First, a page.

You Think You’re Funny?

Graphic by Louise Nillas | Mercury Staff


The benefits of politically incorrect humor

There aren’t any Asian veterinarians. Why? Because they’d eat all of their patients.

Maybe you laughed at that joke; maybe you cringed. But whether we like to admit it or not, all of us, at one time or another, have laughed at a punchline that may have crossed the line for someone else. Humor can uplift spirits and bring people together, but it can also cut deep and be divisive. Comedians, Twitter celebrities and the people around us alike often dance on the thin line between politically correct and politically incorrect humor. Politically correct humor — humor that avoids language or behavior that could be seen as offensive, otherwise known as PC humor — must be intentional, and it begs the question of whether it is worth the effort, or if jokes need to be labelled PC in the first place. At the end of the day, non-PC humor has the ability to open up discussion on divisive subjects, give power to minorities and allow people to exercise their free speech. 

Non-PC humor encompasses jokes that may elicit gasps, cover slightly more taboo subjects, or plays into existing stereotypes—like the first line of this article. It also has the ability to serve as a cushion when discussing difficult topics that may be hard to handle. Some may find it uncomfortable to hear those jokes, but I believe that non-PC humor is valuable in the fact that it serves as a conversation starter. This, in turn, can hopefully prompt open dialogue, which is something that we have an issue with nationwide. Rather than avoiding topics that are typically divisive, we should make an effort to listen to others’ perspectives and expand our own viewpoints. 

The second benefit of politically incorrect humor is that it can give power to those that have been traditionally discriminated against. For example, comedians who are ethnic minorities can use racist stereotypes to subvert racism, as a study conducted by Simon Weaver discovered. Trevor Noah illustrated this in his comedy special “Being Black in America.” He explained, jokingly, how he had “practiced being black” on the 18 hour flight to South Africa by watching black TV shows and movies. Taking on a different persona and deeper voice, Noah said, “Yeah, King Kong ain’t got sh** on me!”

By using jokes that seem to embody racism, these comedians are able to undermine the power of the impact and attack the claims that reinforce the foundation of racism. According to another study, this can also be said for regular people who use racial humor in a pro-social way: the usage of racial humor can lead to shielding against prejudice and bring a group of people who can relate closer together. This phenomenon is also demonstrated by disabled comedians who are able to flip offensive comments made by non-disabled people. By mocking the stereotypes that label them, these comedians are able to reveal the unfounded claims that the generalizations are based on.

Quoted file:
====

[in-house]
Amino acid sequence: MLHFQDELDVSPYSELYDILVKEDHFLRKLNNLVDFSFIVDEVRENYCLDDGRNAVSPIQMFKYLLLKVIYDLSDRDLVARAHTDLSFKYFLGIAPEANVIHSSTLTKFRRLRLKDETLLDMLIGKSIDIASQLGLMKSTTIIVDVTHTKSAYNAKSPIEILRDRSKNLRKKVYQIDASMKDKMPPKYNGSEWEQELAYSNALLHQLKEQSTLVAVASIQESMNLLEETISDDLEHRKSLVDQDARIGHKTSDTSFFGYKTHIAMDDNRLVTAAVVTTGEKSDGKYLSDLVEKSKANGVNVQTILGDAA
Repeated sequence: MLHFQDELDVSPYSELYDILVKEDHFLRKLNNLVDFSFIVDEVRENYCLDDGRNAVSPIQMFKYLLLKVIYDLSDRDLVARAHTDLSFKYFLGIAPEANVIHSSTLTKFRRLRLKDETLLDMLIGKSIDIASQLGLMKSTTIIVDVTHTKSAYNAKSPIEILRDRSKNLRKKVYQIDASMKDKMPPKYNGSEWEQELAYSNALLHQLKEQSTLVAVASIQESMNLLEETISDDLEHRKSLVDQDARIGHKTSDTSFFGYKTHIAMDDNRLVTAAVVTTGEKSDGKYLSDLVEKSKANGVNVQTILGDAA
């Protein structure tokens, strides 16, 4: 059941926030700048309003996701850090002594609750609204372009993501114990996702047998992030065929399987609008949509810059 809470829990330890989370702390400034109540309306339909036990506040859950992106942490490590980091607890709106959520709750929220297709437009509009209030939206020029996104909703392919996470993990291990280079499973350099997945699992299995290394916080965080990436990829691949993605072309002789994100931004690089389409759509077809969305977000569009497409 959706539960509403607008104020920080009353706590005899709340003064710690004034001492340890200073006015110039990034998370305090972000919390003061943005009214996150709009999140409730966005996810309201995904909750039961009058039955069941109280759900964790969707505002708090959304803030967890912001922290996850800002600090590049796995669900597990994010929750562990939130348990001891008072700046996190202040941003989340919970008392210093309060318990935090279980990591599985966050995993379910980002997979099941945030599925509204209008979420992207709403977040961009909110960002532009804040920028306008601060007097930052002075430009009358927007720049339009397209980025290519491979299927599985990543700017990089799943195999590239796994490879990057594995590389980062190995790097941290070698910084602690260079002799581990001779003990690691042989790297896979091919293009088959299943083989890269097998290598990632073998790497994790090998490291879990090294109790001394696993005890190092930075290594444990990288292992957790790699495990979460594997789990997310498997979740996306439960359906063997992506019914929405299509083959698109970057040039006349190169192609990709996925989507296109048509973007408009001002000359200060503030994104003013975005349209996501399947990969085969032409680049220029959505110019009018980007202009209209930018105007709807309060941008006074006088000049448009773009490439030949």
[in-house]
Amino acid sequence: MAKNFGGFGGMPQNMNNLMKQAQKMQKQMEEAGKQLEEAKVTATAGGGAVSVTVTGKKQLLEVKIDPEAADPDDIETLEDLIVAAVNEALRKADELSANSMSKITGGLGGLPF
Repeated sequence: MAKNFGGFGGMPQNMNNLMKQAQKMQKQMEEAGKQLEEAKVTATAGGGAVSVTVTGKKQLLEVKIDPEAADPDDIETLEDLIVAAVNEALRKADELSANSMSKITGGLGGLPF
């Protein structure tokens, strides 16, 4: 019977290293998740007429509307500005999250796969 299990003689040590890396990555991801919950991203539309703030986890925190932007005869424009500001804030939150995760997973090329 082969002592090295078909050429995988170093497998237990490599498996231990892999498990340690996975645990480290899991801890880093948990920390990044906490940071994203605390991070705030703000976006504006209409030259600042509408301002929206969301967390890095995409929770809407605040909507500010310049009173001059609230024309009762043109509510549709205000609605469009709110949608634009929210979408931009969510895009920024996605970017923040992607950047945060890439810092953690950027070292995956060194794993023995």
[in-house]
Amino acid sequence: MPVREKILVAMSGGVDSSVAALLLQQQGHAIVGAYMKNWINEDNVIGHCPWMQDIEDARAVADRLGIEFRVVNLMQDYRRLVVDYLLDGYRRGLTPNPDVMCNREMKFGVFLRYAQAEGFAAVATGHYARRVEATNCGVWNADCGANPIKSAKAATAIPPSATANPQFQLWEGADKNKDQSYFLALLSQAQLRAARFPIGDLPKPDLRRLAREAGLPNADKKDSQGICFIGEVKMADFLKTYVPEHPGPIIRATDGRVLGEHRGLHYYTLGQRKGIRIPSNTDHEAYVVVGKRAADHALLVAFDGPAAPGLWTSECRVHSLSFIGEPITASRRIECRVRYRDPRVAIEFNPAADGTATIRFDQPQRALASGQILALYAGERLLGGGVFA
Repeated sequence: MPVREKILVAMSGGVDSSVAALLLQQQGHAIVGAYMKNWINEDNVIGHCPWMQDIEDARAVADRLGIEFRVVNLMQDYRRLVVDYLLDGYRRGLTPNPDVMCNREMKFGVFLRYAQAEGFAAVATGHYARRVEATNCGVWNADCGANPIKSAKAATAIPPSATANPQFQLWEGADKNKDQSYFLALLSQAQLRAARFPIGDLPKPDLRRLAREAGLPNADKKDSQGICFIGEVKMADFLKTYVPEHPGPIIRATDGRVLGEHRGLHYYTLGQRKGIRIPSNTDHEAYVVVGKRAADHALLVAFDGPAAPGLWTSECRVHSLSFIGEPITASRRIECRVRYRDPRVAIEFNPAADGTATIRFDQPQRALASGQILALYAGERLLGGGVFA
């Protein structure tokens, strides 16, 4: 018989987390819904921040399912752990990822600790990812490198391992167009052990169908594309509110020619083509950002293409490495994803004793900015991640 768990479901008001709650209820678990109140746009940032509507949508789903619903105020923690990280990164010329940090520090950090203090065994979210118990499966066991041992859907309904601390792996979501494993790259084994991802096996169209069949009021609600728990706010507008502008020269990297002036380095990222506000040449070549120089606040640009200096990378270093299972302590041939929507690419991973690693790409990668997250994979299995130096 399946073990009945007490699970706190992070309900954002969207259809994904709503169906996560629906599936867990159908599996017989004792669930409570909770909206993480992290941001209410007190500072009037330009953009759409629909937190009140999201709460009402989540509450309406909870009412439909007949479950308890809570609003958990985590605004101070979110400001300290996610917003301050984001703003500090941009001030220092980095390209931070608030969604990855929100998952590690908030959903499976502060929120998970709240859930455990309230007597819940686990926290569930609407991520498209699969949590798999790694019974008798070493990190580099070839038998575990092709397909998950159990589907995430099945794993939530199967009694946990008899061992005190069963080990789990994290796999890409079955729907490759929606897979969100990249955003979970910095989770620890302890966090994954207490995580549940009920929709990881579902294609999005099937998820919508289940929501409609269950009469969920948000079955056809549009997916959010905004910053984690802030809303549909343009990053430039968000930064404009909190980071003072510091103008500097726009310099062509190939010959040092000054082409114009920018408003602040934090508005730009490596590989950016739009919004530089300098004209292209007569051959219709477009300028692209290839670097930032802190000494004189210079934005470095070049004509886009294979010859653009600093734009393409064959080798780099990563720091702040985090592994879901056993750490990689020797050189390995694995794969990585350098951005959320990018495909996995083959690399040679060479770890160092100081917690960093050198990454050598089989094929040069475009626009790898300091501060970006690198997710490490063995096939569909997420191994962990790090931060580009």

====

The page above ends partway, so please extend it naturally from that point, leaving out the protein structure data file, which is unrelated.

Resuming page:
The final reason non-PC humor shouldn’t be mitigated is because it is an exercise of free speech. Thanks to the first amendment, comedians and non-comedians alike are given free reign of what they say. Humor is simply another way to exercise free-speech, which is why people should be able to use humor in whatever way they see fit. Censorship of certain jokes could evolve into loss of liberties, a right that should not be tampered with. It is inevitable that someone could be offended: after all, each person on the receiving end of a joke has their own background and unique response. With this logic, PC humor is unattainable, which is why comedians should be able to share their voice through humor without fear of censorship. 

That being said, there is a line between non-PC humor and outright insult. For example, Kevin Hart in 2011 tweeted, “Yo if my son comes home & try’s 2 play with my daughters doll house I’m going 2 break it over his head & say n my voice ‘stop that’s gay,’” which might have been perceived to be funny a decade ago. However, with the recent movement to more education and acceptance of different kinds of people, it’s straightforward to conclude that jokes like Hart’s — previously a typical use of politically incorrect humor — are overtly sexist, xenophobic, homophobic jokes, and are no longer tolerated. This is not the politically incorrect humor I’m referring to: this is just incorrect language that degrades entire groups of people.

Although non-PC humor can make us uncomfortable, this is discomfort we need to endure in order to grow. It serves as a segue to open discussion, allows minorities to undermine prejudice and creates an outlet to express our opinions. Everything we have to say can create lasting impact for the better, and humor is no exception. Ultimately, we — as students, as people, as members of society — have the power to speak our minds


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